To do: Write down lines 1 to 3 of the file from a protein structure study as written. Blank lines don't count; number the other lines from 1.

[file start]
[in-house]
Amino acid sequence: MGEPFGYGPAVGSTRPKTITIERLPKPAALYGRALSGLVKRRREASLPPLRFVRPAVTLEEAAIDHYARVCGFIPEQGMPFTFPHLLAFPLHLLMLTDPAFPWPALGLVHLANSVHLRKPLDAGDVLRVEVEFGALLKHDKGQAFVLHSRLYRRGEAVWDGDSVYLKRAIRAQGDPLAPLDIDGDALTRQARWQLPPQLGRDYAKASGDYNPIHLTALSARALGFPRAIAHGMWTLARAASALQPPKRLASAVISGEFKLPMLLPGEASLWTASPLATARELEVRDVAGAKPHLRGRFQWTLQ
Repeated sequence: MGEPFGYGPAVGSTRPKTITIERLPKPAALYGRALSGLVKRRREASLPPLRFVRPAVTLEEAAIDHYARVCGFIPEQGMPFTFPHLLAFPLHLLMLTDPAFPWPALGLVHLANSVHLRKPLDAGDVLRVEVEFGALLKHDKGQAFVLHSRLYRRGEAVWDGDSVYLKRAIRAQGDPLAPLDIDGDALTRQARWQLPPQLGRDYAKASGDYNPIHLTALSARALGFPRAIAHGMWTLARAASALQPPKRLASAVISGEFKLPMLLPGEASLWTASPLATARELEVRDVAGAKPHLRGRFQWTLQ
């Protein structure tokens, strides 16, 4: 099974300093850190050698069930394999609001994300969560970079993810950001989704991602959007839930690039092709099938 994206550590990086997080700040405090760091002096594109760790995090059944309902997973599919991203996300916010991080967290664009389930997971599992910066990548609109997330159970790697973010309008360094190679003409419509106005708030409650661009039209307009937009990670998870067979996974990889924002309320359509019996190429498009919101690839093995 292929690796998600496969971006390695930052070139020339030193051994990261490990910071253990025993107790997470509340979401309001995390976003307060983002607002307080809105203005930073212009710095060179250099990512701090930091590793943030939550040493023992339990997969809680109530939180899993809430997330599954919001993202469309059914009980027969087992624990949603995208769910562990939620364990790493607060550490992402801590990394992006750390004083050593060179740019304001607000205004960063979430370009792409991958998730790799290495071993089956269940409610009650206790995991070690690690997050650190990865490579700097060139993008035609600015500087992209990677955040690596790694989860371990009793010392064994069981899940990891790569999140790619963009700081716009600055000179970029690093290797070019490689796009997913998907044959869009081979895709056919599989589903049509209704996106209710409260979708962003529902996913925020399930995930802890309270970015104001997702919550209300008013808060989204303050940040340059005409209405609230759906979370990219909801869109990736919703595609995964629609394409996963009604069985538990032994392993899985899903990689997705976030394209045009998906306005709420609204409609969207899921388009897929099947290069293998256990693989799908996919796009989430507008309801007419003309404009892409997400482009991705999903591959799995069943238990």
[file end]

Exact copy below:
[in-house]
Amino acid sequence: MGEPFGYGPAVGSTRPKTITIERLPKPAALYGRALSGLVKRRREASLPPLRFVRPAVTLEEAAIDHYARVCGFIPEQGMPFTFPHLLAFPLHLLMLTDPAFPWPALGLVHLANSVHLRKPLDAGDVLRVEVEFGALLKHDKGQAFVLHSRLYRRGEAVWDGDSVYLKRAIRAQGDPLAPLDIDGDALTRQARWQLPPQLGRDYAKASGDYNPIHLTALSARALGFPRAIAHGMWTLARAASALQPPKRLASAVISGEFKLPMLLPGEASLWTASPLATARELEVRDVAGAKPHLRGRFQWTLQ
Repeated sequence: MGEPFGYGPAVGSTRPKTITIERLPKPAALYGRALSGLVKRRREASLPPLRFVRPAVTLEEAAIDHYARVCGFIPEQGMPFTFPHLLAFPLHLLMLTDPAFPWPALGLVHLANSVHLRKPLDAGDVLRVEVEFGALLKHDKGQAFVLHSRLYRRGEAVWDGDSVYLKRAIRAQGDPLAPLDIDGDALTRQARWQLPPQLGRDYAKASGDYNPIHLTALSARALGFPRAIAHGMWTLARAASALQPPKRLASAVISGEFKLPMLLPGEASLWTASPLATARELEVRDVAGAKPHLRGRFQWTLQ